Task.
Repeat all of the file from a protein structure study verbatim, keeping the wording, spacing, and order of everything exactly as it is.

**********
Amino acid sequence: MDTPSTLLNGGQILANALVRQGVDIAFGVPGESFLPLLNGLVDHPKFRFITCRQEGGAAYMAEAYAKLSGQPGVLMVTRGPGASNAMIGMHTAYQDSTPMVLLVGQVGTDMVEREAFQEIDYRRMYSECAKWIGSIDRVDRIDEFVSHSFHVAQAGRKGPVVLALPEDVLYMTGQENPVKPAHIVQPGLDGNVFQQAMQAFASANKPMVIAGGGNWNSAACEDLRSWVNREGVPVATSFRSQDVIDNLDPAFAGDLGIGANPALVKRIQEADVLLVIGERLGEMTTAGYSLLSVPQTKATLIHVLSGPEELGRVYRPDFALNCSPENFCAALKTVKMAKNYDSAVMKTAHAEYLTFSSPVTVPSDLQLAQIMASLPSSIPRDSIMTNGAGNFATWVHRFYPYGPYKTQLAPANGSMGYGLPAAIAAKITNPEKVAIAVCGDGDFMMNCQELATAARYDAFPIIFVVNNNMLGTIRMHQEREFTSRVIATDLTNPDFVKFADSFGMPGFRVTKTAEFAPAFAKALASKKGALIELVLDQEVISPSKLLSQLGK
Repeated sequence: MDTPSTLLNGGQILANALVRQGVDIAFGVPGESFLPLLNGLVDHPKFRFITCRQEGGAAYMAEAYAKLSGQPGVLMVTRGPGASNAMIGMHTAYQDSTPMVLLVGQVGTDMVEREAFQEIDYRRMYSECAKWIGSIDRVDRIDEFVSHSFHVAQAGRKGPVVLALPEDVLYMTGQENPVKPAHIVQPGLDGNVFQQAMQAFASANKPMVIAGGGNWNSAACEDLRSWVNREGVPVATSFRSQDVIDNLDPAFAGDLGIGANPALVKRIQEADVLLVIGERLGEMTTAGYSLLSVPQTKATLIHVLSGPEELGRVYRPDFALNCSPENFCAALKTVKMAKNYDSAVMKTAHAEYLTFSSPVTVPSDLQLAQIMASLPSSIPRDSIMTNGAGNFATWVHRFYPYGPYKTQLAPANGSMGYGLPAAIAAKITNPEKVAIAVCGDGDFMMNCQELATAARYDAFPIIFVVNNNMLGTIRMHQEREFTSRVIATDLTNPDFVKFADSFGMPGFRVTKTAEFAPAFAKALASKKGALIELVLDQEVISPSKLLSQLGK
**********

Amino acid sequence: MDTPSTLLNGGQILANALVRQGVDIAFGVPGESFLPLLNGLVDHPKFRFITCRQEGGAAYMAEAYAKLSGQPGVLMVTRGPGASNAMIGMHTAYQDSTPMVLLVGQVGTDMVEREAFQEIDYRRMYSECAKWIGSIDRVDRIDEFVSHSFHVAQAGRKGPVVLALPEDVLYMTGQENPVKPAHIVQPGLDGNVFQQAMQAFASANKPMVIAGGGNWNSAACEDLRSWVNREGVPVATSFRSQDVIDNLDPAFAGDLGIGANPALVKRIQEADVLLVIGERLGEMTTAGYSLLSVPQTKATLIHVLSGPEELGRVYRPDFALNCSPENFCAALKTVKMAKNYDSAVMKTAHAEYLTFSSPVTVPSDLQLAQIMASLPSSIPRDSIMTNGAGNFATWVHRFYPYGPYKTQLAPANGSMGYGLPAAIAAKITNPEKVAIAVCGDGDFMMNCQELATAARYDAFPIIFVVNNNMLGTIRMHQEREFTSRVIATDLTNPDFVKFADSFGMPGFRVTKTAEFAPAFAKALASKKGALIELVLDQEVISPSKLLSQLGK
Repeated sequence: MDTPSTLLNGGQILANALVRQGVDIAFGVPGESFLPLLNGLVDHPKFRFITCRQEGGAAYMAEAYAKLSGQPGVLMVTRGPGASNAMIGMHTAYQDSTPMVLLVGQVGTDMVEREAFQEIDYRRMYSECAKWIGSIDRVDRIDEFVSHSFHVAQAGRKGPVVLALPEDVLYMTGQENPVKPAHIVQPGLDGNVFQQAMQAFASANKPMVIAGGGNWNSAACEDLRSWVNREGVPVATSFRSQDVIDNLDPAFAGDLGIGANPALVKRIQEADVLLVIGERLGEMTTAGYSLLSVPQTKATLIHVLSGPEELGRVYRPDFALNCSPENFCAALKTVKMAKNYDSAVMKTAHAEYLTFSSPVTVPSDLQLAQIMASLPSSIPRDSIMTNGAGNFATWVHRFYPYGPYKTQLAPANGSMGYGLPAAIAAKITNPEKVAIAVCGDGDFMMNCQELATAARYDAFPIIFVVNNNMLGTIRMHQEREFTSRVIATDLTNPDFVKFADSFGMPGFRVTKTAEFAPAFAKALASKKGALIELVLDQEVISPSKLLSQLGK